Francis Orray Ticknor (1822-1874)
Francis "Frank" Orray Ticknor, the youngest of Harriot Coolidge and Orray Ticknor's three children, was born in Fortville, in Jones County. He earned a medical degree from the Philadelphia College of Medicine, in Pennsylvania, in 1842 and began his practice in rural Shell Creek, Georgia. He married Rosalie "Rosa" Nelson in 1847 and settled at Torch Hill, their home in Columbus. They had eight children.
The country doctor published poetry and horticultural articles in numerous periodicals, especially the Southern Cultivator. "Little Giffen" first appeared in November 1867 in The Land We Love, a Charlotte, North Carolina, magazine. Two collections of his poetry were published posthumously. In 1879 Kate Mason Rowland edited and southern poet Paul Hamilton Hayne wrote the introduction for The Poems of Frank O. Ticknor, M. D. An expanded edition, The Poems of Francis Orray Ticknor, edited by Ticknor's granddaughter, Michelle Cutliff Ticknor, appeared in 1911. In addition to his popular southern martial poetry, the collections include memorial and religious poems, humorous verses, and songs about home and nature.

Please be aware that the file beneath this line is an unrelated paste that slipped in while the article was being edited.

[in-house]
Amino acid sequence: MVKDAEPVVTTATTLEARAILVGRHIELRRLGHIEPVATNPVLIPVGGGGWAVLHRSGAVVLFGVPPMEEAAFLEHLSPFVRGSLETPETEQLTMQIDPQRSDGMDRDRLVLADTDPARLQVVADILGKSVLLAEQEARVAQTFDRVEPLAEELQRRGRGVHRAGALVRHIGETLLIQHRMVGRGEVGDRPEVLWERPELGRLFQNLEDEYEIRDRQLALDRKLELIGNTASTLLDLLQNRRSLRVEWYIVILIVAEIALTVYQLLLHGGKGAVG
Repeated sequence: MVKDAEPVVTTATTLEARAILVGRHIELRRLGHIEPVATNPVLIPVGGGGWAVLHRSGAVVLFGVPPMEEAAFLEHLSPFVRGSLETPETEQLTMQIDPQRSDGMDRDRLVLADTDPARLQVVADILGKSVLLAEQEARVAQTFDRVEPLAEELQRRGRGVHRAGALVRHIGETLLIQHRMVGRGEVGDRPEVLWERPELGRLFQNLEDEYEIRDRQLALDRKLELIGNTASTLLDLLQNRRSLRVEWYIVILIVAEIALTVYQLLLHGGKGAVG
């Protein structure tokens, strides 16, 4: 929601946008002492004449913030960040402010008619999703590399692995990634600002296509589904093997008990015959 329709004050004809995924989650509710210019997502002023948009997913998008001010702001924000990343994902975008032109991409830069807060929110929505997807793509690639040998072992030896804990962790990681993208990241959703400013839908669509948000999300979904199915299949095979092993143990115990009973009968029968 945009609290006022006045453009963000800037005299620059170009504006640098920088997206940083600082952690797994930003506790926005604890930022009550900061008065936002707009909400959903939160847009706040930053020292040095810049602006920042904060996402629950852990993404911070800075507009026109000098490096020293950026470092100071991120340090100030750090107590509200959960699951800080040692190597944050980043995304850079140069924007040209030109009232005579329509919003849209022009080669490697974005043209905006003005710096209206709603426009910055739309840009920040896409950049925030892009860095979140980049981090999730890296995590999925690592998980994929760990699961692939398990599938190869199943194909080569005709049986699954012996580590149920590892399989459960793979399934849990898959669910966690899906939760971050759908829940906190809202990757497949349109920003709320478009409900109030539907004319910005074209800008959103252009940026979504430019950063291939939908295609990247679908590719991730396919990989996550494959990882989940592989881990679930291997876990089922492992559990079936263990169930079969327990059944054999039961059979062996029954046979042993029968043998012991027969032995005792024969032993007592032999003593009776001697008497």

Ticknor died in Columbus and was buried in Linwood Cemetery. The Georgia Historical Commission has placed a marker at the site of Torch Hill.
Sarah Cheney, "Francis Orray Ticknor," Georgia Historical Quarterly 22 (summer 1938): 138-59.
Charles Stephen Gurr, "Social Leadership and the Medical Profession in Antebellum Georgia" (Ph.D. diss., University of Georgia, 1973).
Annie Belle Rodgers, "Francis Orray Ticknor: Georgia Poet" (master's thesis, University of Georgia, 1928).
Michelle Cutliff Ticknor, ed., The Poems of Francis Orray Ticknor (New York: Neale Publishing, 1911).
Joy Hughes Mallard, Atlanta
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